How do you IMMEDIATELY revoke a user's access to Office 365 emails?

Hello Experts,

What's the most efecitve way to immediately disable an account on office 365?

Let me give you an example. One of our customers dismissed one of their employees recently. They required that this user lost access to their emails as soon as they left the building, otherwise there is the possibility of using the company emails maliciously. My actions were to change the 'settings' section in the user's 365 settings (through the management console) to blocked; convert the mailbox to a shared mailbox (the mails were still required by other employees) and the remove the 365 licence from the user..... I was informed by the client that the dismissed user was still sending & receiving emails from their phone about 2 hours after this.

I then deleted the user's account in the management console, only to find that the shared mailbox also disappeared! To return this, I am having to restore the user account, but by doing this I will no doubt restore the dismissed user's access!

We have had a similar experiance in the past where we simply changed the password on the account.... The customer informed us the user was still sending/receiving emails from their phone up to 8 hours after this, only then were they asked for the new password.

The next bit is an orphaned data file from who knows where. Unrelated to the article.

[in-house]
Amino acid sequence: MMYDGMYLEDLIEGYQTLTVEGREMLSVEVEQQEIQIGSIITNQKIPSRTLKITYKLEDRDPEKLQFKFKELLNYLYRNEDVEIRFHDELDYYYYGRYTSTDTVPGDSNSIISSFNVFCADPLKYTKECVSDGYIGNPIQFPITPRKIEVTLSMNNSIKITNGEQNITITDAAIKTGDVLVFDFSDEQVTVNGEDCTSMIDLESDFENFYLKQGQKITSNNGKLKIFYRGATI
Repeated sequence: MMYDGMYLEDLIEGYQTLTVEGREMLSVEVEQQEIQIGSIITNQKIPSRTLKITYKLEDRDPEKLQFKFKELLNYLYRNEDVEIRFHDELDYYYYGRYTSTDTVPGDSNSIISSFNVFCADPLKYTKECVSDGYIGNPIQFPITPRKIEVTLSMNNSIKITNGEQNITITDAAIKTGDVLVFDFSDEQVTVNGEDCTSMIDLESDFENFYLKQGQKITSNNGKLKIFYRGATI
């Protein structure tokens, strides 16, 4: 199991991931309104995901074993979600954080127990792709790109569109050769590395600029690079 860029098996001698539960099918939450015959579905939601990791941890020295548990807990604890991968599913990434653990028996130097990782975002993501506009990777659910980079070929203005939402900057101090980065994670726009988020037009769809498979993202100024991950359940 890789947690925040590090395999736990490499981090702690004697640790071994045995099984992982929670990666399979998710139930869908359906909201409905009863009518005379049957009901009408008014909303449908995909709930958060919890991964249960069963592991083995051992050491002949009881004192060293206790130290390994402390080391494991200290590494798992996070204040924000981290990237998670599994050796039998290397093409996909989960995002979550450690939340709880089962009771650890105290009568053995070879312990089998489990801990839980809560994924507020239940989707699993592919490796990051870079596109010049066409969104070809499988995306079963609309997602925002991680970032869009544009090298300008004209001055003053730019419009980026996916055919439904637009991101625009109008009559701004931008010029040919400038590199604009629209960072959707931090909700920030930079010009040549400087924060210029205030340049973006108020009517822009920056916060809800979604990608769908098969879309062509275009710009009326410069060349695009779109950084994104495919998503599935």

There must be a way to immediately revoke access to the office 365 environment, I was wondering if any of you guys have the right way to do this. Tearing my hair out at the moment..... Bring back exchange servers, all is forgiven!
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William FulksSystems Analyst & WebmasterCommented:
We had a similar issue with our Exchange server. It has something to do with the phone staying authenticated even after you change the password. Some kind of token thing. It will eventually expire after a couple of hours, but that does still allow people to send/receive.

With office 365, I know you can do some mobile device management. See if this helps:
If you are not using on-premise exchange then the following may provide a quick and dirty option (but the blog post quoted above is more robust if you have active sync properly setup and managed) :-

1. change the users password
2. use the new password to login to his/her account to microsoftonline in a browser
3. Go to
4.  If its also a Microsoft Account go to - as a precaution against a separate token being overloaded

This should sign the account out of all MS services and require cached tokens to be re-confirmed -  which should fail at the password.

NB: I've only proven this on my own, limited, setup; your mileage may vary

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